Sacred Texts  Christianity  Early Church Fathers  Index  Previous  Next 

*XII.—(Probably for 340 a.d.) To the Beloved Brother, and our fellow Minister Serapion 4353 .

Thanks be to Divine Providence for those things which, at all times, it vouchsafes to us; for it has vouchsafed to us now to come to the season of the festival. Having, therefore, according to custom, written the Letter respecting the festival, I have sent it to you, my beloved; that through you all the brethren may be able to know the day of rejoicing. But because some Meletians, being come from Syria, have boasted that they had received what does not belong to them, I mean, that they also were reckoned in the Catholic Church; on this account, I have sent to you a copy of one letter of our fellow-ministers who are of Palestine, that when it reaches you, you may know the fraud of the pretenders in this matter. For because they boasted, as I have said before, it was necessary for me to write to the Bishops who are in Syria, and immediately those of Palestine sent us a reply, having agreed in 4354 the judgment against them, as you may learn from this example. That you may not have to consider the letters of all the Bishops one after the other, I have sent you one, which is of like character with the rest, in order that from it you may know the purport of all of them. I know also that when they are convicted in this matter, they will incur perfect odium at the hands of all men. And thus far concerning the pretenders. But I have further deemed it highly necessary and very urgent, to make known to your modesty—for I have written this to each one—that you should proclaim the fast of forty days to the brethren, and persuade them to fast, lest, while all the world is fasting, we who are in Egypt should be derided, as the only people who do not fast, but take our pleasure in these days. For if, on account of the Letter [not] being yet read, we do not fast, we should take away this pretext, and it should be read before the fast of forty days, so that they may not make this an excuse for neglect or fasting. Also, when it is read, they may be able to learn about the fast. But O, my beloved, whether in this way or any other, persuade and teach them to fast the forty days. For it is a disgrace that when all the world does this, those alone who are in Egypt, instead of fasting, should find their pleasure. For even I being grieved because men deride us for this, have been constrained to write to you. When therefore you receive the letters, and have read them and given the exhortation, write to me in return, my beloved, that I also may rejoice upon learning it.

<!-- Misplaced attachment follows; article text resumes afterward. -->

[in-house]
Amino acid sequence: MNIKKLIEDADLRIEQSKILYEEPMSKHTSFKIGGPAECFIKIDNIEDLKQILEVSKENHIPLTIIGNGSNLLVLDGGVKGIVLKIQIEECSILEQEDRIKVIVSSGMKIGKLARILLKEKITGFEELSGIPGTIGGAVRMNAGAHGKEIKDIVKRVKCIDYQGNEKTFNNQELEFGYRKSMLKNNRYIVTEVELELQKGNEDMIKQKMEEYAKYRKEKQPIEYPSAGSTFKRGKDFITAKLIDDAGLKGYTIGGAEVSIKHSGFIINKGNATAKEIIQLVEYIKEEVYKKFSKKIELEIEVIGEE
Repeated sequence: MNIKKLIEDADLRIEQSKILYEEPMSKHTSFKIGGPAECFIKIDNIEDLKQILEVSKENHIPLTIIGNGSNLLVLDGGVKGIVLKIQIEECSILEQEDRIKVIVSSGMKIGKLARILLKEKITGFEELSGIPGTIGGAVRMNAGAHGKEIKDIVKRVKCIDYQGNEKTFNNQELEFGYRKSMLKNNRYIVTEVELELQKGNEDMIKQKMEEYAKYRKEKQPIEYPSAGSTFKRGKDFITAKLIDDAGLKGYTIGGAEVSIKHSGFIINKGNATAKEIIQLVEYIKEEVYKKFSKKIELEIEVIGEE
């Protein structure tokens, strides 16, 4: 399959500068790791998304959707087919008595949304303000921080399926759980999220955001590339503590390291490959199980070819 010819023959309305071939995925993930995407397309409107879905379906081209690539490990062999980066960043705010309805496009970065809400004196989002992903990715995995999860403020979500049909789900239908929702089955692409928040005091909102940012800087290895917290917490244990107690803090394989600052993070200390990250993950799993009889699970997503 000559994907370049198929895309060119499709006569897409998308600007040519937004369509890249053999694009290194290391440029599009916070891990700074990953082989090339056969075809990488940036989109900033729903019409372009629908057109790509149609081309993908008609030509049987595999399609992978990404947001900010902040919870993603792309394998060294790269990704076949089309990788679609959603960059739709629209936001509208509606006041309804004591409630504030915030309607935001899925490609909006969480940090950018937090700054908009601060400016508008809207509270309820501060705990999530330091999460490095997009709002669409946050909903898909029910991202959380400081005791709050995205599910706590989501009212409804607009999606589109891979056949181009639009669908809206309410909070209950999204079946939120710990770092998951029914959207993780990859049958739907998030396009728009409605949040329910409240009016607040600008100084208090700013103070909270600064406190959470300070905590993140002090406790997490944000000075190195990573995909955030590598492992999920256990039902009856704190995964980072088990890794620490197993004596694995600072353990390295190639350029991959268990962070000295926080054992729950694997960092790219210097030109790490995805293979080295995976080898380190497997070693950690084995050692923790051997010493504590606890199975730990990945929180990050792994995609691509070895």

2. But I have also thought it necessary to inform 4355 you of the fact, that Bishops have sucp. 539 ceeded those who have fallen asleep. In Tanis in the stead of Elias 4356 , is Theodorus. In Arsenoitis, Silvanus 4357 instead of Calosiris. In Paralus, Nemesion is instead of Nonnus 4358 . In Bucolia 4359 is Heraclius. In Tentyra, Andronicus is instead of Saprion 4360 , his father. In Thebes, Philon instead of Philon. In Maximianopolis, Herminus instead of Atras. In the lower Apollon is Sarapion instead of Plution. In Aphroditon, Serenus is in the place of Theodorus. In Rhinocoruron, Salomon. In Stathma, Arabion, and in Marmarica. In the eastern Garyathis, Andragathius 4361 in the place of Hierax. In the southern Garyathis, Quintus 4362 instead of Nicon 4363 . So that to these you may write, and from these receive the canonical Letters.

Salute one another with a holy kiss. All the brethren who are with me salute you.

He wrote this from Rome. There is no twelfth Letter.



This Letter being introduced (as it is in the ms.) after the eleventh, with the remark at the end of it, that there is no twelfth; together with the exhortations concerning fasting contained in it, was probably written in lieu of a twelfth. Serapion was doubtless the Bishop of Thmuis (see Letter 54).


Or, ‘fulfilled the judgment.’ Cureton.


There is a similar notification of the appointment of fresh Bishops appended to the nineteenth Letter.


Larsow writes ‘Ilius.’ Tanis is situate in Augustamnica Prima. Vid. Quatremère Mémoires geogr. et histor. sur l’Egypte, tom. i. p. 284, &c. (L.) The word Τάνις is the LXX. rendering of ‘Zoan.’ In the Apol. c. Ar. 50, we have a list of ninety-four Egyptian Bishops, among others, who subscribed to the letter of the Council of Sardica. A reference to this list explains some names which otherwise would have been obscure. For a list of the Egyptian Bishoprics, the reader is referred to Neale’s Hist. of the Holy Eastern Church. Gen. Introd. vol. i. pp. 115, 116. To the list there given must be added the names of Bucolia, Stathma, the Eastern Garyathis, the Southern Garyathis. There were two Egyptian Bishops named Elias who subscribed their names to the letter of the Council of Sardica.


Silvanus was succeeded by Andreas, as we learn from the postscript to the nineteenth Letter.


An Egyptian Bishop named Nonnus was present at the Synod of Tyre. Apol. c. Ar. §79.


For a dissertation on the situation of Bucolia, see the treatise by Quatremère, already referred, to (tom. i. pp. 224–233). In p. 233, he writes; La contrée de l’Elearchie ou des Bucolies est, si je ne me trompe, parfaitement identique avec la province de Baschmour.


An Egyptian Bishop of the name of Saprion was at the Synod of Tyre. Apol. c. Ar. §79. He is ‘Serapion’ in Vit. Pach. 20.


Apol. Ar. 50.


Apol. Ar. 50.


Apol. Ar. 79.

Next: (For 341.) Coss. Marcellinus, Probinus; Præf. Longinus; Indict. xiv; Easter-day, xiii Kal. Maii, xxiv Pharmuthi; Æra Dioclet. 57.